Students promote acceptance, inclusion on World Autism day


Photo submitted by Lorrie Shortridge

Students spread acceptance for World Autism Day on April 3

Students wear BLUE in support of Autism awareness month. 

April is Autism awareness month.  The U.S. Senate declared April 2 as National Autism awareness day.  The TRUST club hosted a table in the lunchroom on April 3 to hand out blue ribbons with a blue forget-me-not flower and stickers to recognize and celebrate autism awareness and acceptance.

Autism as a neurodevelopmental condition of variable severity with lifelong effects that can be recognized from early childhood, mostly characterized by difficulties with social interaction and communication and by restricted or repetitive patterns of thought and behavior.

Autism is considered a spectrum because it is different for every person with autism – some individuals with autism might need more support than others to live the lives they want to lead. The way autism affects a perosn can change as they grow, develop, and experience different environments. Individuals with severe autism, known as level 3 autism, means a person is nonverbal or has very limited speech and restricted social communication skills. Severe autism also often comes with sensory processing issues and extreme difficulty dealing with changes in routine.

“As he looks towards graduation he shared with me some of the things that affect his daily life.  “I have always had sensory issues and it really helps me to have some sort of music on at a decent level.”

— Devin Norman

Autism spectrum disorder (ASD) is one of the fastest-growing developmental disorders in the U.S. yet it is the most underfunded.  In 2021, the Centers for Disease Control and Prevention Autism and Developmental Disabilities Monitoring Network determined that approximately 1 in 44 children in the United States have ASD.  Boys are 4 times more likely to be diagnosed with autism than girls. Specifically, 1 in 35 boys are identified and 1 in 144 girls are identified.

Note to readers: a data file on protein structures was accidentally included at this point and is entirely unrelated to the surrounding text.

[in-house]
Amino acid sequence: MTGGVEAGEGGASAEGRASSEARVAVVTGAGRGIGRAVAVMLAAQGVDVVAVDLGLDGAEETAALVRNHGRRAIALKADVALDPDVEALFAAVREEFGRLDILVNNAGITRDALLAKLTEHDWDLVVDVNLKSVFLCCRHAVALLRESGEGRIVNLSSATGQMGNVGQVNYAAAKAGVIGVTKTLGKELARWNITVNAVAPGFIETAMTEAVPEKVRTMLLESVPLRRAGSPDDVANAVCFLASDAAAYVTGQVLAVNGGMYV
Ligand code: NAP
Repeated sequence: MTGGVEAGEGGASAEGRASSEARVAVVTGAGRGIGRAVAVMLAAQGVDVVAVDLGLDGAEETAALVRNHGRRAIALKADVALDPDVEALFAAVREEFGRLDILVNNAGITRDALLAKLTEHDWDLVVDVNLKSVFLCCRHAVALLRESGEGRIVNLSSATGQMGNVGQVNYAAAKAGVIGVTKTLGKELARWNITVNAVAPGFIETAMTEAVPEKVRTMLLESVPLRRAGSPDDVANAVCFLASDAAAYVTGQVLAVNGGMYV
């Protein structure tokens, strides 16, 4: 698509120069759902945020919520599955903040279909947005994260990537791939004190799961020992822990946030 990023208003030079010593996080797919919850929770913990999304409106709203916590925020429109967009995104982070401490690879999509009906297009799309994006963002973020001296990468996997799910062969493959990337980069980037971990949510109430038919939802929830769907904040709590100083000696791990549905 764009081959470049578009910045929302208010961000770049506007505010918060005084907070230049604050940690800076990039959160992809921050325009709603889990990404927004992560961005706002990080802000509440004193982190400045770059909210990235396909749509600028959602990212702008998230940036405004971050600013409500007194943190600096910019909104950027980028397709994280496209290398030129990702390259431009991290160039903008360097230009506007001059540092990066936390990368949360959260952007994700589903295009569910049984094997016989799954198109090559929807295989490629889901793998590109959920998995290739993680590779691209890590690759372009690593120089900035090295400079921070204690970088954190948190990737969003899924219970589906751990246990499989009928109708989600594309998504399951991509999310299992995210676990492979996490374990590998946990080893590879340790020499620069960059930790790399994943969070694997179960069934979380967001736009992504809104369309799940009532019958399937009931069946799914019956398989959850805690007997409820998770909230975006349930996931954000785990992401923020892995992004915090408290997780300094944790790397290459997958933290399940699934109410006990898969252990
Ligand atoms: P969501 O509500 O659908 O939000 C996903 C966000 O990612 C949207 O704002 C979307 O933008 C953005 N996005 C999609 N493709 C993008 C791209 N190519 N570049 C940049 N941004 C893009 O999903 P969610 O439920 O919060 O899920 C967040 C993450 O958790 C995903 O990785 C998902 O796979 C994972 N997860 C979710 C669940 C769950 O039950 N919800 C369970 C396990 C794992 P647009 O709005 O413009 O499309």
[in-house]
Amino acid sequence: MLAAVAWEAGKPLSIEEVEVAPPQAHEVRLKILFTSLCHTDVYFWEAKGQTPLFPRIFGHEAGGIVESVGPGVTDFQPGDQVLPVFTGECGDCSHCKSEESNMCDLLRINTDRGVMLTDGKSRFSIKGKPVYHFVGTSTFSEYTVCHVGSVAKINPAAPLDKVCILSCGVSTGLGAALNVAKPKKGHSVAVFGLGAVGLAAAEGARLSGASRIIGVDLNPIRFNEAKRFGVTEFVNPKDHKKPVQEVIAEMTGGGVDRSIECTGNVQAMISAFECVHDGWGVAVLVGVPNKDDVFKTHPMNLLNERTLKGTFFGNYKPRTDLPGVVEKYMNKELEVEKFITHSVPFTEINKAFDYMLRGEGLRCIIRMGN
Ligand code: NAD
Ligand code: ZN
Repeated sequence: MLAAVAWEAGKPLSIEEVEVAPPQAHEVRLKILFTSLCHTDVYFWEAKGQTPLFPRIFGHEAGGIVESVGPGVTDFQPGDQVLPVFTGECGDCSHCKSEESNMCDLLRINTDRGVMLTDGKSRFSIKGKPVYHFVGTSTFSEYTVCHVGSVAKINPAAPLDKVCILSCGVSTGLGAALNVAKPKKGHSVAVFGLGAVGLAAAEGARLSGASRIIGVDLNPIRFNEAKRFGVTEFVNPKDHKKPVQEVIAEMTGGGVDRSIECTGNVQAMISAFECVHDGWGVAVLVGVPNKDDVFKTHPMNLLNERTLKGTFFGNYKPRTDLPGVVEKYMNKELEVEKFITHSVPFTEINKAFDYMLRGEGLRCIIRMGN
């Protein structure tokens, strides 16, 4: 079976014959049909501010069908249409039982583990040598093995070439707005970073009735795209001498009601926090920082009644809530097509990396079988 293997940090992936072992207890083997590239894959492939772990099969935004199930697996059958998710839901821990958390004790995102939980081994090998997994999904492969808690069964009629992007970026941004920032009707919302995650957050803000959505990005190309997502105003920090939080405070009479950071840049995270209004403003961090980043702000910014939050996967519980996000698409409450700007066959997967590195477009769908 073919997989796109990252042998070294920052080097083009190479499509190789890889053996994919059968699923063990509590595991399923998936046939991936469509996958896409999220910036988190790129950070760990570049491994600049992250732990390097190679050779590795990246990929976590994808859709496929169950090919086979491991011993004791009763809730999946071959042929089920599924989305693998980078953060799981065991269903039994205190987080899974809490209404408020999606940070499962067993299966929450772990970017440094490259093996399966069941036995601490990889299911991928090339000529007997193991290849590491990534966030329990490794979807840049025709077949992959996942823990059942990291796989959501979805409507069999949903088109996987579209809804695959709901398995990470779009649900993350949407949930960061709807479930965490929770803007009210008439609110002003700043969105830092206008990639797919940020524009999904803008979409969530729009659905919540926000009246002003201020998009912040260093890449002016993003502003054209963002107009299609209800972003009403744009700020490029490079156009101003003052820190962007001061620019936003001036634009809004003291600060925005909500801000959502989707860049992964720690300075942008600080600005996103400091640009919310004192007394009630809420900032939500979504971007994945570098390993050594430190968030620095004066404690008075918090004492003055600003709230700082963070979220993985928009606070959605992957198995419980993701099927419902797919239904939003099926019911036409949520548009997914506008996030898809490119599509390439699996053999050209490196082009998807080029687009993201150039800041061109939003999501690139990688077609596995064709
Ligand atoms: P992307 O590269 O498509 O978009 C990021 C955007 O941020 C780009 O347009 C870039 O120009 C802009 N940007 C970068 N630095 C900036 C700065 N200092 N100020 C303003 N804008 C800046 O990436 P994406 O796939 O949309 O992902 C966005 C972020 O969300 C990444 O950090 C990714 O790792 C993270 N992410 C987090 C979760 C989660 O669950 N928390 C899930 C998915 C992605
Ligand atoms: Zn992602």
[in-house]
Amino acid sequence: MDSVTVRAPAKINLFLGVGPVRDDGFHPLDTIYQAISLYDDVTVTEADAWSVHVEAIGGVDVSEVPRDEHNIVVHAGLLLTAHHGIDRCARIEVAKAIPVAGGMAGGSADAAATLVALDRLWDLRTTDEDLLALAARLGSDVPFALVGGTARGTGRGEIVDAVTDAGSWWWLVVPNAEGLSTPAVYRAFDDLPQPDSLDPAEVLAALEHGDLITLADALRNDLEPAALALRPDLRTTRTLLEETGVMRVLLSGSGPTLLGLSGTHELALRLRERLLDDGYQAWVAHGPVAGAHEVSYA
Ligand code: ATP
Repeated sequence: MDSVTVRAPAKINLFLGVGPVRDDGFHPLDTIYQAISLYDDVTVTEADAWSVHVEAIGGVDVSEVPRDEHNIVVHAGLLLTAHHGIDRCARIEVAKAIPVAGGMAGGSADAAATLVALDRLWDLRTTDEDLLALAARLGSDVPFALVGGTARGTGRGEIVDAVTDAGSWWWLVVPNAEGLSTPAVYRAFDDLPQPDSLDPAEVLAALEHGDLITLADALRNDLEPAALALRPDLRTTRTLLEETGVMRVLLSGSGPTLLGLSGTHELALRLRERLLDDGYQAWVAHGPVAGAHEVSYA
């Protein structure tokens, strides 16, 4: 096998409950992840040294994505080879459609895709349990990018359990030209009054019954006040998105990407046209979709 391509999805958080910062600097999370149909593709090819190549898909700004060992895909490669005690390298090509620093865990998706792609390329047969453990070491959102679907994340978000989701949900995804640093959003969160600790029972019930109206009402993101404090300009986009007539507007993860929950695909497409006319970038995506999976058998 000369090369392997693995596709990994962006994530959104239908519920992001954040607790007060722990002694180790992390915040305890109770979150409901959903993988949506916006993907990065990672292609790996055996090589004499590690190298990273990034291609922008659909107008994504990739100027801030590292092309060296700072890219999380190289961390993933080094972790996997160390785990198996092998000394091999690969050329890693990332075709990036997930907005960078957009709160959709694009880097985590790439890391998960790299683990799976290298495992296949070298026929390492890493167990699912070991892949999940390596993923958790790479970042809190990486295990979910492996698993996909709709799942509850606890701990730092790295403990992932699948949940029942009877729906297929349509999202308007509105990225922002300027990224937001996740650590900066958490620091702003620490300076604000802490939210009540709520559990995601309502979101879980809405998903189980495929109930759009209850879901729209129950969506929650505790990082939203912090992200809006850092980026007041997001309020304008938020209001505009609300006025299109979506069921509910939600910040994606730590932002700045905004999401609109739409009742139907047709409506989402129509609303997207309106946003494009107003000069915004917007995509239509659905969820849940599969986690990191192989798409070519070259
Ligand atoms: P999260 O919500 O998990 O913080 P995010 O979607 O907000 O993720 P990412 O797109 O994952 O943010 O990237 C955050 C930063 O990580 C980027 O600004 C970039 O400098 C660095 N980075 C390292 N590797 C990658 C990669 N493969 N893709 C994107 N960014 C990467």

Individuals with autism may see the world through a different lens.   Some communicate using adaptive communication buttons that record some questions. Devin Norman is a senior in the ALC.  He was diagnosed with autism when he was really little, “sometime before Kindergarten,” Norman said.

As he looks towards graduation he shared some of the things that affect his daily life.  “I have always had sensory issues and it really helps me to have some sort of music on at a decent level,” Norman said. “If I don’t have music on, it can really throw off my day.”

When asked about what aspects of his autism he thinks makes him unique, Norman said. “I have a great sense of humor and my verbal intonations make me interesting to talk to.” 

One of his special interests is in the arts.  According to special education teacher Susan Sanders-Johnson, “Devin is especially talented in graphic design.”  

Although Devin is not sure what will come after graduation for him, it sounds like he has a lot of interests to focus on.

Heather Jacobs, a special education teacher, has been working with students on the autism spectrum for 25 years.

 “Working with students on the autism spectrum brings unique views that I would never have thought of or recognized.” “Their creativity and intelligence makes it fun to come to work everyday,” Jacobs said.

Stephen Mark Shore, an American professor of special education at Adelphi University in New York said,  “if  you’ve  met one individual with autism, you’ve  met one individual with autism.”